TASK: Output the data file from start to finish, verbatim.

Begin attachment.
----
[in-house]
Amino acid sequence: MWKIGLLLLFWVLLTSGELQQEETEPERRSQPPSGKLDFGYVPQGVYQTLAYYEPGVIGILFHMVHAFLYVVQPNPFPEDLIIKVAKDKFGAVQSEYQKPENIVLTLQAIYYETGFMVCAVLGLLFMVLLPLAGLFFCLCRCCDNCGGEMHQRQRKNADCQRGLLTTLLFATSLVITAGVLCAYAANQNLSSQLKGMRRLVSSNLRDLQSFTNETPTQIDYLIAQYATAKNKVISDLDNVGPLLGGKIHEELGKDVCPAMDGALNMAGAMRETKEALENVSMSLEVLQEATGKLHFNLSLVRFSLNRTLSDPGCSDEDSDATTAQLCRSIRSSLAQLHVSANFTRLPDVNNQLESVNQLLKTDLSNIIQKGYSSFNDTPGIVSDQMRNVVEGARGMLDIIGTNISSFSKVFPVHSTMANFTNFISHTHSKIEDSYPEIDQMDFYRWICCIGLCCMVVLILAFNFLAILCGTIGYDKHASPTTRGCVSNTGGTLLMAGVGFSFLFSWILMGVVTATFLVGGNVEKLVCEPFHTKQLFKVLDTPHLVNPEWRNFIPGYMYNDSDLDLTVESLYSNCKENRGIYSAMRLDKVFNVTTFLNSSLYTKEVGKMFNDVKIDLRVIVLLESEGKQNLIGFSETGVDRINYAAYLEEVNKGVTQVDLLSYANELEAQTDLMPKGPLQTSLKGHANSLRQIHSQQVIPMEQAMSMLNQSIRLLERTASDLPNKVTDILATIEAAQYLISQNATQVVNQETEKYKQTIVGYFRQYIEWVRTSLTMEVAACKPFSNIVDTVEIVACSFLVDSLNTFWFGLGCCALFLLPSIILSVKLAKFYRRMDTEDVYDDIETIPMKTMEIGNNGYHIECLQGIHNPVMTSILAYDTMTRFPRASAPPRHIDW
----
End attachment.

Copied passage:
[in-house]
Amino acid sequence: MWKIGLLLLFWVLLTSGELQQEETEPERRSQPPSGKLDFGYVPQGVYQTLAYYEPGVIGILFHMVHAFLYVVQPNPFPEDLIIKVAKDKFGAVQSEYQKPENIVLTLQAIYYETGFMVCAVLGLLFMVLLPLAGLFFCLCRCCDNCGGEMHQRQRKNADCQRGLLTTLLFATSLVITAGVLCAYAANQNLSSQLKGMRRLVSSNLRDLQSFTNETPTQIDYLIAQYATAKNKVISDLDNVGPLLGGKIHEELGKDVCPAMDGALNMAGAMRETKEALENVSMSLEVLQEATGKLHFNLSLVRFSLNRTLSDPGCSDEDSDATTAQLCRSIRSSLAQLHVSANFTRLPDVNNQLESVNQLLKTDLSNIIQKGYSSFNDTPGIVSDQMRNVVEGARGMLDIIGTNISSFSKVFPVHSTMANFTNFISHTHSKIEDSYPEIDQMDFYRWICCIGLCCMVVLILAFNFLAILCGTIGYDKHASPTTRGCVSNTGGTLLMAGVGFSFLFSWILMGVVTATFLVGGNVEKLVCEPFHTKQLFKVLDTPHLVNPEWRNFIPGYMYNDSDLDLTVESLYSNCKENRGIYSAMRLDKVFNVTTFLNSSLYTKEVGKMFNDVKIDLRVIVLLESEGKQNLIGFSETGVDRINYAAYLEEVNKGVTQVDLLSYANELEAQTDLMPKGPLQTSLKGHANSLRQIHSQQVIPMEQAMSMLNQSIRLLERTASDLPNKVTDILATIEAAQYLISQNATQVVNQETEKYKQTIVGYFRQYIEWVRTSLTMEVAACKPFSNIVDTVEIVACSFLVDSLNTFWFGLGCCALFLLPSIILSVKLAKFYRRMDTEDVYDDIETIPMKTMEIGNNGYHIECLQGIHNPVMTSILAYDTMTRFPRASAPPRHIDW